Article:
Sunday, July 21, 2013

**Stop looking at what you have lost,
so you can see what you have found.**

Live Seismograms - Worldwide (update every 30 minutes)

This morning -
5.0 CENTRAL ITALY (with many aftershocks, largest 4.0)

Yesterday, 7/20/13 -

7/19/13 -

New Zealand - A magnitude 6.5 earthquake. Geonet reported a "severe" earthquake centered 20 kilometres east of Seddon, at a depth of 19km at 5.09pm.Civil Defence said there was no risk of a tsunami.
The earthquake was felt as far north as Auckland. There has been some damage inside parliament with cracking on the walls and plaster falling off. A reporter who survived the Christchurch earthquake in 2011 said that this quake "felt as bad as the Christchurch earthquake...It's scary.. there's not a lot of damage but it was terrifying." There are also reports of power outages in parts of Wellington.
Central New Zealand was shaken awake with a swarm of quakes including a large 5.8 event Saturday morning. The majority of the quakes were centred in the same area off Seddon in Marlborough that was hit on Friday by a 5.7. A magnitude 4.5 earthquake struck at 3.20pm (1320 AEST) on Friday, 35km east of Seddon and 15km (10 miles) deep. It followed the 5.7 quake which hit around the same area just after 9am, at a depth of 16km. Police said there had been no reports of damage.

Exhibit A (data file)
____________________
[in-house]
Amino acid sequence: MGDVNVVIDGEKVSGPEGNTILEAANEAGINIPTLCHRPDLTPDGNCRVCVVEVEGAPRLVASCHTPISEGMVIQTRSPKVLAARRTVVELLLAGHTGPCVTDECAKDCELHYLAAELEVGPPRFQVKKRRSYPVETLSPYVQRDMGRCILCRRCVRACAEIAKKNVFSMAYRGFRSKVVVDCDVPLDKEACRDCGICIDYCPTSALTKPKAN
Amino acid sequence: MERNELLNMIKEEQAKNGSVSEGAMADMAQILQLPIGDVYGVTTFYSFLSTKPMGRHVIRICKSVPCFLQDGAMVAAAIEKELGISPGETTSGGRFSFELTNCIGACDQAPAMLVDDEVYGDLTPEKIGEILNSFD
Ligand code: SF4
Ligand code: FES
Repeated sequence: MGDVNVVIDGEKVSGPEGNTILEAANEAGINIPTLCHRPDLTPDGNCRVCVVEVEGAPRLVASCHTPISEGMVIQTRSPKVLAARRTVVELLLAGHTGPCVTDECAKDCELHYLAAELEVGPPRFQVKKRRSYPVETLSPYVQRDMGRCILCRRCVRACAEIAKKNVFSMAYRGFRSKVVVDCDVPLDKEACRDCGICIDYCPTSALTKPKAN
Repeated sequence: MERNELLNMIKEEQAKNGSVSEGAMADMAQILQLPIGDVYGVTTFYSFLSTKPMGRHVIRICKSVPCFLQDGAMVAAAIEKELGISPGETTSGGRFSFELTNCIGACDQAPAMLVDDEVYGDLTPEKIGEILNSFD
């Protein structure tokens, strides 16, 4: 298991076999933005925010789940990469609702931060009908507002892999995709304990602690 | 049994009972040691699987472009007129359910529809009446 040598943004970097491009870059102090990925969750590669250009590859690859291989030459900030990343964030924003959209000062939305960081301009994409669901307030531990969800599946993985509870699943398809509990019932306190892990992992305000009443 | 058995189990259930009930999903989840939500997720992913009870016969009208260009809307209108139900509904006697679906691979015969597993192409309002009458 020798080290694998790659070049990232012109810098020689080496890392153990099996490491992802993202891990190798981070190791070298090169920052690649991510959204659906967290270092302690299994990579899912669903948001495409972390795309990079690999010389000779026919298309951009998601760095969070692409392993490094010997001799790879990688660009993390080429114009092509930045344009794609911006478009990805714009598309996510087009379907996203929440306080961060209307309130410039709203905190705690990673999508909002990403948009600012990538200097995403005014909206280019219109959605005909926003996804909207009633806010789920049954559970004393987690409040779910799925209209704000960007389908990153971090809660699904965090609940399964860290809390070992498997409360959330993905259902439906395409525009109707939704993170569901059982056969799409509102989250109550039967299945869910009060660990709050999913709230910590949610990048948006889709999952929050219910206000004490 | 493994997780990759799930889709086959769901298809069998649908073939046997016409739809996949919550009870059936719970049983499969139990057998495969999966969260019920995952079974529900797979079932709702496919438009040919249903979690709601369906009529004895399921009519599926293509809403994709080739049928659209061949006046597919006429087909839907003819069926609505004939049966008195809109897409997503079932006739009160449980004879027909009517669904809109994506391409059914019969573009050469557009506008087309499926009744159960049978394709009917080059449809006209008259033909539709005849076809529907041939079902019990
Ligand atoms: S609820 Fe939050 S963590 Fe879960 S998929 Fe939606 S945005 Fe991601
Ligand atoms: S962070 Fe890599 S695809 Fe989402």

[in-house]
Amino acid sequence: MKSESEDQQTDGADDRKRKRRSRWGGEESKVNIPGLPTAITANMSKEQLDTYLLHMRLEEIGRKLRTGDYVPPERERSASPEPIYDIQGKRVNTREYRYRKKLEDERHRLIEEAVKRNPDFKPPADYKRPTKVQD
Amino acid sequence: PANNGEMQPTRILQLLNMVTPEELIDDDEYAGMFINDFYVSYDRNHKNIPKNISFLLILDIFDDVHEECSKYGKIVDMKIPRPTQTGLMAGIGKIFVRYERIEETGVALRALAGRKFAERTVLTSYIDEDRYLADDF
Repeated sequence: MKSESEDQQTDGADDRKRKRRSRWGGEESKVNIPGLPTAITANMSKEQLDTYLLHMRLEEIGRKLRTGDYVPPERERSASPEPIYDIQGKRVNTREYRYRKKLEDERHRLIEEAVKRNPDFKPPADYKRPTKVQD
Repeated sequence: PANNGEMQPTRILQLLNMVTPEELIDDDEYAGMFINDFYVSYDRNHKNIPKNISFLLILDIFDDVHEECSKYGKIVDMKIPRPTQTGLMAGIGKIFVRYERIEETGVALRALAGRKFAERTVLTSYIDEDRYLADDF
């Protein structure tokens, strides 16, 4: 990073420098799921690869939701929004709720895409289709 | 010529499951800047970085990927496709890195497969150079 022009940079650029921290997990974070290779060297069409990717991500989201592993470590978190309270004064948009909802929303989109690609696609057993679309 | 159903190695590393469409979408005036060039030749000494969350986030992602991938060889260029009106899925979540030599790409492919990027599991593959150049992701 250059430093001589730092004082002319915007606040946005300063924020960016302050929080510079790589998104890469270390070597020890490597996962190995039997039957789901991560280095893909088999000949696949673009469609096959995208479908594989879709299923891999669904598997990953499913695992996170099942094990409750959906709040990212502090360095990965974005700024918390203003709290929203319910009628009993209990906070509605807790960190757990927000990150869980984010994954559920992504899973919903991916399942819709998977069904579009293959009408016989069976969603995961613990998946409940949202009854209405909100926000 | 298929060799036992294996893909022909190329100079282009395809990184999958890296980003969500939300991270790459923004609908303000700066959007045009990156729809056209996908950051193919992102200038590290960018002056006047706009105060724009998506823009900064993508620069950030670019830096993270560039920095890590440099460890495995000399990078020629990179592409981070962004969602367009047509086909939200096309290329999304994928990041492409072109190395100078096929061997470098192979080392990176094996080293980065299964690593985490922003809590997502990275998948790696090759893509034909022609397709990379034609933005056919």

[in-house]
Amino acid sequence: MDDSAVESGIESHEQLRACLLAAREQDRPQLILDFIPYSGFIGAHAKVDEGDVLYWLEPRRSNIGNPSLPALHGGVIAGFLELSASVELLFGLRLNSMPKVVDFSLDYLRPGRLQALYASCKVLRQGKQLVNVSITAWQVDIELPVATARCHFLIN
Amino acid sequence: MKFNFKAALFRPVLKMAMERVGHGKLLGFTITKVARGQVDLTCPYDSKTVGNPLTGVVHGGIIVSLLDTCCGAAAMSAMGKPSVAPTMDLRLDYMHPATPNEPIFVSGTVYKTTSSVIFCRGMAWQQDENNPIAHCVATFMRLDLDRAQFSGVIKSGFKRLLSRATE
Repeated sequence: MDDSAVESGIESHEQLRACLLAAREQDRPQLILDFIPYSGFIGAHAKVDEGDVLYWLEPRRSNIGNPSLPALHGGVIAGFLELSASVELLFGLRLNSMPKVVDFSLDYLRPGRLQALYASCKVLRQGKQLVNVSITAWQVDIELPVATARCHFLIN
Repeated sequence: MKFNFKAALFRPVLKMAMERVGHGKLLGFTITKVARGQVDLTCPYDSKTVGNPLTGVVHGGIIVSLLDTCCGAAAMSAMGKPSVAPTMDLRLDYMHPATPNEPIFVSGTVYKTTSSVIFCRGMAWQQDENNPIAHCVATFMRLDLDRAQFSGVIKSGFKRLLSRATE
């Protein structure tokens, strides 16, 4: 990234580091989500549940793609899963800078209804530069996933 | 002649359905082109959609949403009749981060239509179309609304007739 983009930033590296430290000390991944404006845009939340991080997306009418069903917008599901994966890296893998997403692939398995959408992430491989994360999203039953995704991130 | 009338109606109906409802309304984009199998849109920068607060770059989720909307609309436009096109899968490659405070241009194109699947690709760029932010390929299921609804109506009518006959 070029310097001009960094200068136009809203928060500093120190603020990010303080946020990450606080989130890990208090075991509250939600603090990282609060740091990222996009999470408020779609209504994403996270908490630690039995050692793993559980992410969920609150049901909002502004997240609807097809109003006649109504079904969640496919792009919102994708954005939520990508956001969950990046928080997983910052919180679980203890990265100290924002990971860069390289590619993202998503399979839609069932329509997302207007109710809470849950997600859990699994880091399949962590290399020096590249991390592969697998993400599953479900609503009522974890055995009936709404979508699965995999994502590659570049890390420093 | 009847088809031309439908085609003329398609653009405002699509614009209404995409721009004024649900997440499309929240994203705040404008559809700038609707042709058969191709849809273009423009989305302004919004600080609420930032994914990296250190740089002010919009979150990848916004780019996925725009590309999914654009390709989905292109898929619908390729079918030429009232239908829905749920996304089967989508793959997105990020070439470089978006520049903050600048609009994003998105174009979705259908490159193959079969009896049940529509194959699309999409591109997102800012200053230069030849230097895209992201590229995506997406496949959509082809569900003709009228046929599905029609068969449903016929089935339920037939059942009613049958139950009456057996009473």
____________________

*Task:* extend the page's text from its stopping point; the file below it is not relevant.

Volcano Webcams


No current tropical storms.

Philippines - Potential cyclone nears Mindanao. Three days after tropical storm Isang left the country, another potential cyclone has formed within the Philippine Area of Responsibility. Rain was expected over several parts of the country Saturday even as the potential cyclone, a low-pressure area, moved closer to Mindanao. The LPA is embedded along the intertropical convergence zone (ITCZ), a region where most cyclones are formed. The LPA was estimated at 330 km east of Mindanao as of 4 a.m.
Size-challenged storm: Midget typhoon in West Pacific? The Joint Typhoon Warning Center defines a “midget” typhoon (or tropical cyclone) as one whose discernible low pressure area spans no more than two degrees latitude which is about 140 miles across, or roughly the distance from D.C. to Philadelphia.
The possible midget cycling across western Pacific certainly meets that criteria as its core is probably no more wider than half a degree of latitude and its overall circulation might span one degree. It’s not clear if this little swirl meets the other criteria of a typhoon: 74 mph sustained winds. This storm, so small it’s hard to even detect at times on satellite imagery, is currently somewhere east of Taiwan and the northern Philippines.
A quick Google search yields little information on these midget storms. The American Meteorological Society definition suggests they’re efficient: they can pack stronger winds with higher pressures than larger storms.
But these tiny storms may not deliver the punch of larger storms with the same strength: A large, lumbering cyclone with winds of equal intensity can still exact a much higher destructive toll upon landfall. That’s because it will blast a much larger area with high winds and for a longer duration. Also, because its winds cover a much broader swath of ocean, its “fetch” is greater, and this typically results in more intense storm surge. Cyclone Tracy from 1974 was a midget storm (gale force winds extended just 30 miles from the center) that struck Darwin, Australia on Christmas Day, 1974 and was extremely destructive. It killed 71 people and 70 percent of the buildings in Darwin.